During the summer and fall of 2017, the Flagstaff Watershed Protection Project was able to participate in a new collaborative project to help implement our watershed protection work! In partnership with the National Forest Foundation (NFF), American Conservation Experience (ACE), and the Coconino National Forest, we were able to complete an additional 115 acres of hand thinning across the FWPP project area.
Through this collaborative, ACE was able to hire, train, and deploy 8 young and emerging conservationist to implement the work. The ACE crew used chainsaws to cut, limb, and pile small diameter “ladder fuel” trees from the forest to help reduce the risk of high severity wildfire in the lower Dry Lake Hills area along the Rocky Ridge trail.
Please take a few minutes to learn about how ACE contributed to the Flagstaff Watershed Protection Project and hear their unique stories in this mini documentary that they created for our collaborative project.
In early November of 2017, a group of wildland firefighters and forest managers came together to support the common goal of making our forest healthier; by reintroducing fire back into the ecosystem. The City of Flagstaff Fire Department, The Nature Conservancy, Summit Fire District, members of the Bear Jaw Fire Crew, and a group from the Northern Arizona University chapter of the Association for Fire Ecology (SAFE), all participated in the 2 day, prescribed fire operations within the Observatory Mesa Natural Area.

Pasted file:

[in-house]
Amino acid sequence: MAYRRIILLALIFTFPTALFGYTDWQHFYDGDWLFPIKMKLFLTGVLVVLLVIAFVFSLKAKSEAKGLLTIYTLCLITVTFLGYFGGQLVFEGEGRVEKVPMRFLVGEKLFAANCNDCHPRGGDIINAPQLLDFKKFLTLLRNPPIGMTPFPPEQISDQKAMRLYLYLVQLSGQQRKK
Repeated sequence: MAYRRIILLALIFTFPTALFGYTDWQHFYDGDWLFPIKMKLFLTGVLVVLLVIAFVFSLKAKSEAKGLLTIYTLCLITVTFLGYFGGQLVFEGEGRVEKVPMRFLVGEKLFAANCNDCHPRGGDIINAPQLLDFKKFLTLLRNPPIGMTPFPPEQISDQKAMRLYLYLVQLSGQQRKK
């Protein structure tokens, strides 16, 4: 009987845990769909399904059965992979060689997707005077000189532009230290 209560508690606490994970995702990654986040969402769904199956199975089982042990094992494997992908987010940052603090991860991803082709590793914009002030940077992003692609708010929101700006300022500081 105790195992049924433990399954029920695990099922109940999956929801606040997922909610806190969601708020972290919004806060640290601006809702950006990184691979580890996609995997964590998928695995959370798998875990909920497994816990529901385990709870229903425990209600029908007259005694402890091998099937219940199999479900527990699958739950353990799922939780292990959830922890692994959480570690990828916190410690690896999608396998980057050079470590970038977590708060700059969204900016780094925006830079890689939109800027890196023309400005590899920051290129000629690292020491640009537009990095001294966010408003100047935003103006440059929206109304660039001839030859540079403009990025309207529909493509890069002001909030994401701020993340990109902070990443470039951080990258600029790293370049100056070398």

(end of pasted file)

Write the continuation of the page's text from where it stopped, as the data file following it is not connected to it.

(Watch as wildland fire crews put low severity fire back into the forest during the 2017 prescribed fire operationObservatory Mesa RX 2)
Historically, this type of low severity fire was no stranger to the ponderosa pine forest ecosystem of the Southwest. For centuries, this frequent, and low severity fire regime would clean the forest floor of dense small trees and woody debri, recycle important nutrients, and support a biodiverse forest resilient to drought, insect attacks, and disease.
Prescribed fire is only one part of forest management in our area. In many parts of our forests, fire crews and forest managers must first thin our overcrowded forest, before they are able to safely reintroduce fire. For several years, City staff, forest managers, and community partner organizations have been working together to do this as part of the Flagstaff Watershed Protection Project (FWPP). The operations on Observatory Mesa serve as a great example of what is possible, when a diverse group of organizations supported by the community of Flagstaff, come together to keep our forests healthy.
(Watch more low severity, surface fire during the Observatory Mesa prescribed fire operationObservatory Mesa RX 3)